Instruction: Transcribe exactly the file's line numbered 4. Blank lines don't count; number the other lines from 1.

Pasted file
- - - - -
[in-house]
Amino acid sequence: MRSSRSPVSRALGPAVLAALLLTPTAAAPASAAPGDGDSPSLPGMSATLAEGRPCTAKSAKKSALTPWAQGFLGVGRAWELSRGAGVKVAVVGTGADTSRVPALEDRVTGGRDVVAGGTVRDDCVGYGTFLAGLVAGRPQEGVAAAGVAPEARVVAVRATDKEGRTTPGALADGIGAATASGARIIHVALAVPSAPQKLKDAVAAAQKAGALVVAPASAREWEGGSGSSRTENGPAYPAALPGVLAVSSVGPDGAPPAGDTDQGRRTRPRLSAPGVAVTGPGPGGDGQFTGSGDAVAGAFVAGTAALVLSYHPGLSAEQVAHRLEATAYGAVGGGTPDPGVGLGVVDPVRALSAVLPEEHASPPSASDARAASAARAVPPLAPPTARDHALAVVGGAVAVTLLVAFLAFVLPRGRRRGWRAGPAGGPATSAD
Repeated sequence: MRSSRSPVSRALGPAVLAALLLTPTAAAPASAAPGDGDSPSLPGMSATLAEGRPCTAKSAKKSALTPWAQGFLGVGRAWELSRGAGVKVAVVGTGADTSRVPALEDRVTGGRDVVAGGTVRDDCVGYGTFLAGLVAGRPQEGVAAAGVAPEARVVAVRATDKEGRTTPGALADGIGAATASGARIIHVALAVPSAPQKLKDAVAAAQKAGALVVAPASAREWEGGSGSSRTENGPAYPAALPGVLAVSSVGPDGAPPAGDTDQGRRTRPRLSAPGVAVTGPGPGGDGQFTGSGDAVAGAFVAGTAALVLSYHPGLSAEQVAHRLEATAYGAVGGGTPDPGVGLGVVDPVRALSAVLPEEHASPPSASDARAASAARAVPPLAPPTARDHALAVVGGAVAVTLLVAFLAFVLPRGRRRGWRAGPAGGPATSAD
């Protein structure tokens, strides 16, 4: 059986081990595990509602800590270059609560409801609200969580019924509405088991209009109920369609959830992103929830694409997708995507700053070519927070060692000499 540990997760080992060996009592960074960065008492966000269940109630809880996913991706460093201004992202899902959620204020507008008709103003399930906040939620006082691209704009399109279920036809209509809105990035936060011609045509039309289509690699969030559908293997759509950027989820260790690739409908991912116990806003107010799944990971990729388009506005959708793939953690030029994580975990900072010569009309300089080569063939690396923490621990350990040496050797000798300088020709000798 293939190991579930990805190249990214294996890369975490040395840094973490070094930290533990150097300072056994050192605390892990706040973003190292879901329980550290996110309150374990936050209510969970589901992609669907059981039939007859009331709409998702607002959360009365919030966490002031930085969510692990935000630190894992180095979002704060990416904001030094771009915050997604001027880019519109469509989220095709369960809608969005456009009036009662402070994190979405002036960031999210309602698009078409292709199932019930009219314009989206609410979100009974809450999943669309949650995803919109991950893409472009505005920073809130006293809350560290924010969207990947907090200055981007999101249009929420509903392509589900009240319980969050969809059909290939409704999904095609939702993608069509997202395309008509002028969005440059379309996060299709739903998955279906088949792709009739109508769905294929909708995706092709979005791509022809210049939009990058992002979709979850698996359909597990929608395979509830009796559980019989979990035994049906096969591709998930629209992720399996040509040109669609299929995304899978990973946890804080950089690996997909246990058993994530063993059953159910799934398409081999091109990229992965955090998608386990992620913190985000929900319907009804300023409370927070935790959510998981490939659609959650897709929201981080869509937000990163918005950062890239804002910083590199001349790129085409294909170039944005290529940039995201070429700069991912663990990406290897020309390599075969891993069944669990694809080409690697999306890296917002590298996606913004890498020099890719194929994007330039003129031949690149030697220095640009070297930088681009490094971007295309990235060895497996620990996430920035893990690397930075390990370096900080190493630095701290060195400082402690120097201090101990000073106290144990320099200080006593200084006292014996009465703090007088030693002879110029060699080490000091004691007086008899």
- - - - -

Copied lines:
């Protein structure tokens, strides 16, 4: 059986081990595990509602800590270059609560409801609200969580019924509405088991209009109920369609959830992103929830694409997708995507700053070519927070060692000499 540990997760080992060996009592960074960065008492966000269940109630809880996913991706460093201004992202899902959620204020507008008709103003399930906040939620006082691209704009399109279920036809209509809105990035936060011609045509039309289509690699969030559908293997759509950027989820260790690739409908991912116990806003107010799944990971990729388009506005959708793939953690030029994580975990900072010569009309300089080569063939690396923490621990350990040496050797000798300088020709000798 293939190991579930990805190249990214294996890369975490040395840094973490070094930290533990150097300072056994050192605390892990706040973003190292879901329980550290996110309150374990936050209510969970589901992609669907059981039939007859009331709409998702607002959360009365919030966490002031930085969510692990935000630190894992180095979002704060990416904001030094771009915050997604001027880019519109469509989220095709369960809608969005456009009036009662402070994190979405002036960031999210309602698009078409292709199932019930009219314009989206609410979100009974809450999943669309949650995803919109991950893409472009505005920073809130006293809350560290924010969207990947907090200055981007999101249009929420509903392509589900009240319980969050969809059909290939409704999904095609939702993608069509997202395309008509002028969005440059379309996060299709739903998955279906088949792709009739109508769905294929909708995706092709979005791509022809210049939009990058992002979709979850698996359909597990929608395979509830009796559980019989979990035994049906096969591709998930629209992720399996040509040109669609299929995304899978990973946890804080950089690996997909246990058993994530063993059953159910799934398409081999091109990229992965955090998608386990992620913190985000929900319907009804300023409370927070935790959510998981490939659609959650897709929201981080869509937000990163918005950062890239804002910083590199001349790129085409294909170039944005290529940039995201070429700069991912663990990406290897020309390599075969891993069944669990694809080409690697999306890296917002590298996606913004890498020099890719194929994007330039003129031949690149030697220095640009070297930088681009490094971007295309990235060895497996620990996430920035893990690397930075390990370096900080190493630095701290060195400082402690120097201090101990000073106290144990320099200080006593200084006292014996009465703090007088030693002879110029060699080490000091004691007086008899």